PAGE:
Tuesday, July 16, 2019


I recently read, with great delight, Ray Bradbury’s  autobiographical celebration of summer 1928: DANDELION WINE.  
It’s written with such tender fervor and such affection for his younger self that you can’t help feeling a similar affection for the author.

Is it because he didn’t go to college or do any writing courses that his language is so fresh and strong? He has said:

“I don't believe in colleges and universities. I believe in libraries ... When I graduated from high school, it was during the Depression and we had no money. I couldn't go to college, so I went to the library three days a week for 10 years....At the end of 10 years, I had read every book in the library and I'd written a thousand stories and graduated from the library when I was twenty-eight. People should educate themselves - you can get a complete education for no money.”

He writes in the introduction to DANDELION WINE:

“I came on the old and best ways of writing through ignorance and experiment and was startled when truths leaped out ... I blundered into creativity as blindly as any child learning to walk and see.”

I’m sure we can educate ourselves quite well on the internet today but the key phrase may be “I had read every book”. With all that literature churning around in your head, blundering into writing through experiment may be a good, if lengthy, way to learn to write. That and living energetically

Anyway, in celebration of Ray Bradbury’s lush, dappled book and because it’s spring and this is the time to do it, here’s a recipe (untested by me) for DANDELION WINE:

2 quarts dandelion flower petals only
4 quarts water 
½  cup fresh orange juice
3 tablespoons fresh lemon juice
Fresh chopped ginger (1”)
3 tablespoons chopped orange zest
1 tablespoon coarsely chopped lemon zest
3 cups  sugar
1 package dried brewing yeast
1/4 cup warm water

1) Wash flowers, remove petals.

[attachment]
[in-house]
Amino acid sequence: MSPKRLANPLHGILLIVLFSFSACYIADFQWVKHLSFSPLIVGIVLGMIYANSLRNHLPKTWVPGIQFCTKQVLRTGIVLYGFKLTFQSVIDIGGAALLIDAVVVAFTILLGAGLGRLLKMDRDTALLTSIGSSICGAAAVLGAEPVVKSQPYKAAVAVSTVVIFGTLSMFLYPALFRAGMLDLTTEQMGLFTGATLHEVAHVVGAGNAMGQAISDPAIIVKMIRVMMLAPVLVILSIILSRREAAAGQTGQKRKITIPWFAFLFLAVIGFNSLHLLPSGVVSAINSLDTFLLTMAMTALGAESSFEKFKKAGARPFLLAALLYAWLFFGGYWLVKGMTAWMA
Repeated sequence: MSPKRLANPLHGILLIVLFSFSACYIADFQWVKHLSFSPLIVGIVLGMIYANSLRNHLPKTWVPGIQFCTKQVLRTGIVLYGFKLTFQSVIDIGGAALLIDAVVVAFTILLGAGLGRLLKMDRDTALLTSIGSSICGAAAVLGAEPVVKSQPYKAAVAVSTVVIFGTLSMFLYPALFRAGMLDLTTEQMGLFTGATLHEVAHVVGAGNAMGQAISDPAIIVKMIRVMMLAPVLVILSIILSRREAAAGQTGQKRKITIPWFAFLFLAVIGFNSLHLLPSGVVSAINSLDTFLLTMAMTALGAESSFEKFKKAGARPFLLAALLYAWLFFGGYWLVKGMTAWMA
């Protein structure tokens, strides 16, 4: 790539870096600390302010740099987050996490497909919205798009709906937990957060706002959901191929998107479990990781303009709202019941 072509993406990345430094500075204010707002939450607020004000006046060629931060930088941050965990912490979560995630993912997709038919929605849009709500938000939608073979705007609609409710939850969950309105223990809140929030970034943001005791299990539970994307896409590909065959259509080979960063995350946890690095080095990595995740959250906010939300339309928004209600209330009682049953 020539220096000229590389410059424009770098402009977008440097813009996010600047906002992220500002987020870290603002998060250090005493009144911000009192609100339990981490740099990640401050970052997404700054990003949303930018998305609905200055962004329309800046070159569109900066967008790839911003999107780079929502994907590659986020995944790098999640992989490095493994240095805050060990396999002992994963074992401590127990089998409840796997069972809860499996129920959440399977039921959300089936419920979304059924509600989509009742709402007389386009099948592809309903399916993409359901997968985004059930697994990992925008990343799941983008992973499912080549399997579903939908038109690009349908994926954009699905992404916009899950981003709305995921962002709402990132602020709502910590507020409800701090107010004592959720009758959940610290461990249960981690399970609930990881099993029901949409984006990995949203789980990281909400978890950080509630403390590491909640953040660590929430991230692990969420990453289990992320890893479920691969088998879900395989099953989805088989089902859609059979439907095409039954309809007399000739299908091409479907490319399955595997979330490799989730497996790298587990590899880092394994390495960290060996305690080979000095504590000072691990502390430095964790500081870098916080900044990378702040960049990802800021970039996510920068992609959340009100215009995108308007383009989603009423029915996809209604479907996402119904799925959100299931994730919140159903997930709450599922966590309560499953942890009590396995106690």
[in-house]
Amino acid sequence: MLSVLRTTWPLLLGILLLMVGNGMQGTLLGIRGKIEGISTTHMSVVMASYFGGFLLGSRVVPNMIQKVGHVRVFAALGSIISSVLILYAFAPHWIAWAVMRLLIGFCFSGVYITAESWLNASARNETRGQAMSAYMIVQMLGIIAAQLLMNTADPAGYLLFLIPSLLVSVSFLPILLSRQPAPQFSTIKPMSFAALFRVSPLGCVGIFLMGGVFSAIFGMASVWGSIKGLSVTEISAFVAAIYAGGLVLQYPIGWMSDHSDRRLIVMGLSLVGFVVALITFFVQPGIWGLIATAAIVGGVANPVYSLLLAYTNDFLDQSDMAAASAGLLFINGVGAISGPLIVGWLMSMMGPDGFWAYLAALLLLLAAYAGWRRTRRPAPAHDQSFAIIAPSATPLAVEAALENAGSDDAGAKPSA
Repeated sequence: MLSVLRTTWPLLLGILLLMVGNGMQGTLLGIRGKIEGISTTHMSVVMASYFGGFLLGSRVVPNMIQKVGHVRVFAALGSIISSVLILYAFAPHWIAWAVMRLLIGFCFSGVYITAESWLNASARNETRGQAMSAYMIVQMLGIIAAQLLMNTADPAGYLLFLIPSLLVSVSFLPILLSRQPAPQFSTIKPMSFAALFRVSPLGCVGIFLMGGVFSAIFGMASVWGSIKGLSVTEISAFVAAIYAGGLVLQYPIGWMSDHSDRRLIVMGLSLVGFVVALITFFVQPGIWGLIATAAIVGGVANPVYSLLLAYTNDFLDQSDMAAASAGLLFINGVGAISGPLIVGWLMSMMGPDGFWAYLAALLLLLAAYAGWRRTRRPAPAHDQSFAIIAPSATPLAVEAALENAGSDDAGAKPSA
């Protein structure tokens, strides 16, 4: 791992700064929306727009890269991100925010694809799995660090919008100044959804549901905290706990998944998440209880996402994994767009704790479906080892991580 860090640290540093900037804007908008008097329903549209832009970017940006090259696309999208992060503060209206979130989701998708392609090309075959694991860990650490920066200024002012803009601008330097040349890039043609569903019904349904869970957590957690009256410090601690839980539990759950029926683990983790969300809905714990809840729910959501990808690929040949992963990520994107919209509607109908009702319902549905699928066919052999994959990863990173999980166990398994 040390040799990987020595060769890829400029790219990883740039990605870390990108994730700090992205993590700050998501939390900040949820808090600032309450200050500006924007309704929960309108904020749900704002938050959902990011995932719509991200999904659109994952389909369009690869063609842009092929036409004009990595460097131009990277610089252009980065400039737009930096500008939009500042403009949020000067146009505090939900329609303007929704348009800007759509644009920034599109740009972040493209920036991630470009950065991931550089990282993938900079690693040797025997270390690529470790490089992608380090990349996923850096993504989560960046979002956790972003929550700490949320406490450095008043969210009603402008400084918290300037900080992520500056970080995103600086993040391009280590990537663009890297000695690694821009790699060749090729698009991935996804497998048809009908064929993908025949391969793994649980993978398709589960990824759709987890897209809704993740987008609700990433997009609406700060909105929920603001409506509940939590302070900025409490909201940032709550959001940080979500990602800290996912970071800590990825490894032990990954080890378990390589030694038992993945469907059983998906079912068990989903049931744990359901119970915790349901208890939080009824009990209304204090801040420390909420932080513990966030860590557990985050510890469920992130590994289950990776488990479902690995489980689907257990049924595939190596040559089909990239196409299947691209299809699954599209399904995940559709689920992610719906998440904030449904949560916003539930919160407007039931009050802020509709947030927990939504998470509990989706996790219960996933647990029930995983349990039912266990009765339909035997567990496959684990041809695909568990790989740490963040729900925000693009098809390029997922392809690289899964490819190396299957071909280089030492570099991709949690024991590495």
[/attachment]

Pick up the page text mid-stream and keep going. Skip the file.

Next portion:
2) Place in water with OJ & lime juices, ginger, zests  & sugar.
3) Boil for 1 hour.
4) Strain through coffee filter.
5) When cooled & still warm add yeast.
6) Cover with cheesecloth & let sit over night.
7) Bottle. Make holes in balloons and place over bottle tops to seal & allow gas to escape. This keeps out unwanted yeasts.
8) Store in cool, dark place for 3 weeks to ferment.
9) Cork and store in a cool dark place for 6 mos - 1 year.
10) Drink.

In a year, when the wine is ready, get a paper version of the book so you can properly celebrate it with touch and smell and highlighters, go outside and sit on the grass to sip your wine and nibble your dandelion leaves while you sensually turn the pages and drink a little toast to Ray Bradbury and summertime.

(Originally published 4/9/16, 11:04 AM)



Saturday, July 13, 2019

How to Celebrate BASTILLE DAY

Not a people to tolerate high taxes and social inequality, the French are expert 
in demanding their rights. Today's the day they stormed La Bastille prison
in 1789, ended the monarchy (for a while) and became a republic 
(eventually, after a few hiccups) 
Here's how to celebrate the joie de vivre
the savoir faire and the je ne sais quoi 
of the inimitable and irrepressable 
French people: 

Admire this magnificent photograph by Anthony Gelot of the flyover of the Arc de Triomphe

Have a nice lunch 
 with a nice bottle or two of wine

stroll along the car-less banks of the Seine (Merci, Anne Hidalgo) and enjoy Paris Plages 

visit burned but still beautiful Notre Dame (Tarum non Destruatur) 

Have a light dinner at Le Café de Flore or the Petit Saint Benoit


end the day with a hot friend, a warm cognac and a fiery debate about why there was
an emperor, four Bourbon kings (Louis XIII, Charles X, Louis XVIX, Henri V) 
and another revolution in 1830 after the big revolution of 1789
which we celebrate today.

and just before you fall asleep, 
don’t forget to whisper, 
Vive la France.

France, Bastille Day, 14juillet, Revolution